Work begins and we start getting together at the "write shop" producing that book we came here to write. Interesting experience meeting so many people from so many countries. I must confess this - I always used to think of Africans as one group but this was the first time I realized that there were many Africans who were as foreign to Kenya as I was - participants from Ghana, Cameroon, Tanzania, Uganda..!! This interaction with Africans also told me something about how we Indians are perceived in Africa. The perception unfortunately is not a very pleasant one. "Indians do not treat people working under them well" said a Kenyan friend. " They dont want to live with others. They have exclusive buildings where they want only their kind to stay". Sad but probably true. We Indians have a ghetto mentality which prevents us from integrating with other cultures and we probably are as much a group of racists as the whites treating Africans badly. I try to explain to them about how I am from Southern India and racially a Dravidian and therefore closer to the Africans. " So you are not a Patel"? asks someone. " No I am not" I assure them.
Work goes on and as we get ready to go back to our rooms in the evening, some of us women spend time chatting about ourselves and our families - interestingly all conversations that we have some how comes back to discussions about mothers-in-law. This is probably a universally common topic that women across the world like to discuss! As development professionals all of us have faced disapprovals from our mothers in law for travelling too much- some have been more vocal than others in their disapproval.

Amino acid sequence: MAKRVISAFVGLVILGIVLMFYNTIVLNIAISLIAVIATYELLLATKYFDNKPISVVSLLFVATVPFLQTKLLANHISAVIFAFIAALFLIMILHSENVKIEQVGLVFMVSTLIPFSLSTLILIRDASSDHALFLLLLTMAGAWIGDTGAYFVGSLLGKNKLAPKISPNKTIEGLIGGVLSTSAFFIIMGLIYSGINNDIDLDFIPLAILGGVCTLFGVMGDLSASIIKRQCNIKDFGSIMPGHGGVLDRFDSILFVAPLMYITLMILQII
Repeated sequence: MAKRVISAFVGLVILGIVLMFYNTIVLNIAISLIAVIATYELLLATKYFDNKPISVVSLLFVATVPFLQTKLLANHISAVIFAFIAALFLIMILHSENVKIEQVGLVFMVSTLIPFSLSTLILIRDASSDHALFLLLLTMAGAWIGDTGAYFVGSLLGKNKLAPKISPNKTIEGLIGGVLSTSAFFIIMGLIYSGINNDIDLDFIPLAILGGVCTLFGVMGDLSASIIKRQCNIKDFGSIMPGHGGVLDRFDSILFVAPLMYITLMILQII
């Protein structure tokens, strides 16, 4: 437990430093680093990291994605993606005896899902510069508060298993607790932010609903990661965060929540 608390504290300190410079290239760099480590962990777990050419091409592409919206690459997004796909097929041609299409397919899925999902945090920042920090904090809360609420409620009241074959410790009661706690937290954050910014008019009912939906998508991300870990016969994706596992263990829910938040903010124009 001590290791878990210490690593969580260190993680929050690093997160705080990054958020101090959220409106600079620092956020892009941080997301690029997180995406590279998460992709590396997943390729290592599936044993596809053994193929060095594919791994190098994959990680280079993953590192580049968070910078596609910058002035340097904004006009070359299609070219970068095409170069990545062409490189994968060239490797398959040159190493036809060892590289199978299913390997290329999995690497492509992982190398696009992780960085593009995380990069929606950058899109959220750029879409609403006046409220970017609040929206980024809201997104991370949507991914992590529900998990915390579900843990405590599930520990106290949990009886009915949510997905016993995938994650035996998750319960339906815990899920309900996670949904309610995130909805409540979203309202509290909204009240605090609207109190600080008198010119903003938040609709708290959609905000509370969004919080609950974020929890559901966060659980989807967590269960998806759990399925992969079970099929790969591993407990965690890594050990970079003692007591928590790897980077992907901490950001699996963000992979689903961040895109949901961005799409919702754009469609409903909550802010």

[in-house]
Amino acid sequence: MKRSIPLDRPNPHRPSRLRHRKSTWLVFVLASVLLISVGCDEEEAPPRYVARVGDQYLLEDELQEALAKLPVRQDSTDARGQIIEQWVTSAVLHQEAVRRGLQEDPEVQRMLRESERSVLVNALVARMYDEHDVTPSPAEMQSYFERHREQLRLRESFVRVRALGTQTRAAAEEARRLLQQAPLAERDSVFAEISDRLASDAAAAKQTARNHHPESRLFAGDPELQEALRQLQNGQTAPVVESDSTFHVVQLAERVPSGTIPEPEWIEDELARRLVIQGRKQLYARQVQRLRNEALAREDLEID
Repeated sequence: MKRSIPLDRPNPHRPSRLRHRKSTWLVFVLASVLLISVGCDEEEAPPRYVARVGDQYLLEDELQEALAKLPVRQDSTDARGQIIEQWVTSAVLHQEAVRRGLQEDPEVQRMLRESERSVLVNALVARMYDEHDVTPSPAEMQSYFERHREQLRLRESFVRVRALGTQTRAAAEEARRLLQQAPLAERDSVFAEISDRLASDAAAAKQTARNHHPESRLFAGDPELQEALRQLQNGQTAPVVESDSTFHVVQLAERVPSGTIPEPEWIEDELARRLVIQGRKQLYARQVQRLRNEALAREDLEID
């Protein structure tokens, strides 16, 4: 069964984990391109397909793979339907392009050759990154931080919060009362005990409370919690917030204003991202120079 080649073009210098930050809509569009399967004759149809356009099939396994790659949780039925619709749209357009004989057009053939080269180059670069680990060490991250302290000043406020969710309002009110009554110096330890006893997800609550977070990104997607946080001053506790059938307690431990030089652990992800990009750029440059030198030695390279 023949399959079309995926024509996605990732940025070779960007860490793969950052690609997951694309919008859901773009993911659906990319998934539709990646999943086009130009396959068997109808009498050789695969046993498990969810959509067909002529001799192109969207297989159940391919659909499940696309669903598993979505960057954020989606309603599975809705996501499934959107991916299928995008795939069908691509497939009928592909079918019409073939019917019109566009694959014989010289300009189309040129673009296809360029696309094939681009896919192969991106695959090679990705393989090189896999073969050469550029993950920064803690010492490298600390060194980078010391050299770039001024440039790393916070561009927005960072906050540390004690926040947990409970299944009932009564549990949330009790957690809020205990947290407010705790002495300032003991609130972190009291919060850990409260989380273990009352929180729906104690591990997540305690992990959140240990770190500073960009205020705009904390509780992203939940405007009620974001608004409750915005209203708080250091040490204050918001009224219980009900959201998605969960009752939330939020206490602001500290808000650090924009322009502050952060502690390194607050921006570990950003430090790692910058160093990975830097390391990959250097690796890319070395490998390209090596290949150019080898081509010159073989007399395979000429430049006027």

The weekend appraoches and we take a break on Friday night dancing away till early Saturday morning. I am really surprised at the popularity of the Bollywood dance moves- people from as far away as Peru are doing the Bhangra Steps...! " I will show you some Bangla Dance steps" says Kohinoor from Bangladesh as she does "Rabindra Nritya" to the Salsa Music !!
We visit the Karen Brixen museum over the weekend, go to the Masai market in Nairobi and strike some hard bargains on the lovely bags and jewellery- I think this was more difficult than Sarojini market or Gariahaat.. though the rules of the game were very similar.
Sunday morning we leave very early to see the wild life at the Nairobi national park- we are lucky as we see 3 out of Kenya's big five - Lion, Buffalo and Rhino. Tiered we get back to the training centre and begin work again. A Kenyan friend starts laughing when I tell him that we have a dairy project here with buffaloes. "What about elephants? When are you going to start milking them?" I try and explain to him the difference between the Kenyan wild buffalo and the Murrah buffalo in our project areas. But he is too amused to listen.
I hear a participant from Ghana tell me about Shea Butter and how that goes into making cosmetics. I try to imagine women pounding it out of the nuts. He shows me a small video clip on his computer.
Suddenly I realize that I just have one day left. With good byes being said over the eveining I leave for the airport. At the check in counter as I try to manage my bags the airline check in clerk asks me if I am "OK"? I travelled by the same airline from Chennai but the check in counter clerk there did not glance beyond my ticket and passport- what a difference!!!
I board the flight to Dubai and from here I change flights to Chennai. The stewardess assumes that I would need a vegetarian breakfast- I tell her NO and ask for eggs and bread. I recall how on my onward flight from Chennai to Dubai another Stewardess had just assumed that since I was a woman I would not drink anything alchoholic. I had asked for wine with the same vengence that I now asked for eggs...!!!
Reached a rainy and wet Chennai- tiered but happy to be at last back home!!
Certainly folks.. this has been a wonderful experience. I want to do this again -this time with the rest of the family.